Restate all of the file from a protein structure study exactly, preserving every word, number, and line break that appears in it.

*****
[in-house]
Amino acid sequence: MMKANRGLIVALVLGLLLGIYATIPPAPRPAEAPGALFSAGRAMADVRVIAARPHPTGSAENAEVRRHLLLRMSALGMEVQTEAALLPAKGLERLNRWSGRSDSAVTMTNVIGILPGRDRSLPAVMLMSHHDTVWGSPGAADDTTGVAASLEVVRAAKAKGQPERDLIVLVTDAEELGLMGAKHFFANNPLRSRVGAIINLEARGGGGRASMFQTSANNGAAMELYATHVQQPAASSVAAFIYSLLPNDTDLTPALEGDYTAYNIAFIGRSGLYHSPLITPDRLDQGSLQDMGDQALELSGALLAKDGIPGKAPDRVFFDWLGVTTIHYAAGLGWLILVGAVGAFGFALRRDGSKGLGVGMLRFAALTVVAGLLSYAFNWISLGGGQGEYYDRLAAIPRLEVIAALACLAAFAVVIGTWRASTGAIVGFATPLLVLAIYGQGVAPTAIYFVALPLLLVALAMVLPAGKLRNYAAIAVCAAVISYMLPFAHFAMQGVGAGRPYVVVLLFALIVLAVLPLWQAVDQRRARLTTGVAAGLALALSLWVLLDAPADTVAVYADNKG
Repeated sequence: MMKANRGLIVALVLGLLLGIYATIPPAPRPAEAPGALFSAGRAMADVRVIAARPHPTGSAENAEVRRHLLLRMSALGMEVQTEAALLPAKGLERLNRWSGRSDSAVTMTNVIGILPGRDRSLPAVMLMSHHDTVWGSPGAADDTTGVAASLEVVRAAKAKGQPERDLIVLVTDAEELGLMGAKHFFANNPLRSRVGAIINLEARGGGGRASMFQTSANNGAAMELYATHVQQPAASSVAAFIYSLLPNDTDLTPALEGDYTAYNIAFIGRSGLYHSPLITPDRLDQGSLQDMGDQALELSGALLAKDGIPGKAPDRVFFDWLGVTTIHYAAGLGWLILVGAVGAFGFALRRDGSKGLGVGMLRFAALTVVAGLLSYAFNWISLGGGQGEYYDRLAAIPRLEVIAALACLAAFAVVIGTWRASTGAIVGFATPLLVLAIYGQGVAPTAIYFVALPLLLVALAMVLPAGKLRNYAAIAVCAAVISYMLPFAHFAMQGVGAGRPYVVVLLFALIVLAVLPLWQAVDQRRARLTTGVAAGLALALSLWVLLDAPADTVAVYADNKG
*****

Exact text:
[in-house]
Amino acid sequence: MMKANRGLIVALVLGLLLGIYATIPPAPRPAEAPGALFSAGRAMADVRVIAARPHPTGSAENAEVRRHLLLRMSALGMEVQTEAALLPAKGLERLNRWSGRSDSAVTMTNVIGILPGRDRSLPAVMLMSHHDTVWGSPGAADDTTGVAASLEVVRAAKAKGQPERDLIVLVTDAEELGLMGAKHFFANNPLRSRVGAIINLEARGGGGRASMFQTSANNGAAMELYATHVQQPAASSVAAFIYSLLPNDTDLTPALEGDYTAYNIAFIGRSGLYHSPLITPDRLDQGSLQDMGDQALELSGALLAKDGIPGKAPDRVFFDWLGVTTIHYAAGLGWLILVGAVGAFGFALRRDGSKGLGVGMLRFAALTVVAGLLSYAFNWISLGGGQGEYYDRLAAIPRLEVIAALACLAAFAVVIGTWRASTGAIVGFATPLLVLAIYGQGVAPTAIYFVALPLLLVALAMVLPAGKLRNYAAIAVCAAVISYMLPFAHFAMQGVGAGRPYVVVLLFALIVLAVLPLWQAVDQRRARLTTGVAAGLALALSLWVLLDAPADTVAVYADNKG
Repeated sequence: MMKANRGLIVALVLGLLLGIYATIPPAPRPAEAPGALFSAGRAMADVRVIAARPHPTGSAENAEVRRHLLLRMSALGMEVQTEAALLPAKGLERLNRWSGRSDSAVTMTNVIGILPGRDRSLPAVMLMSHHDTVWGSPGAADDTTGVAASLEVVRAAKAKGQPERDLIVLVTDAEELGLMGAKHFFANNPLRSRVGAIINLEARGGGGRASMFQTSANNGAAMELYATHVQQPAASSVAAFIYSLLPNDTDLTPALEGDYTAYNIAFIGRSGLYHSPLITPDRLDQGSLQDMGDQALELSGALLAKDGIPGKAPDRVFFDWLGVTTIHYAAGLGWLILVGAVGAFGFALRRDGSKGLGVGMLRFAALTVVAGLLSYAFNWISLGGGQGEYYDRLAAIPRLEVIAALACLAAFAVVIGTWRASTGAIVGFATPLLVLAIYGQGVAPTAIYFVALPLLLVALAMVLPAGKLRNYAAIAVCAAVISYMLPFAHFAMQGVGAGRPYVVVLLFALIVLAVLPLWQAVDQRRARLTTGVAAGLALALSLWVLLDAPADTVAVYADNKG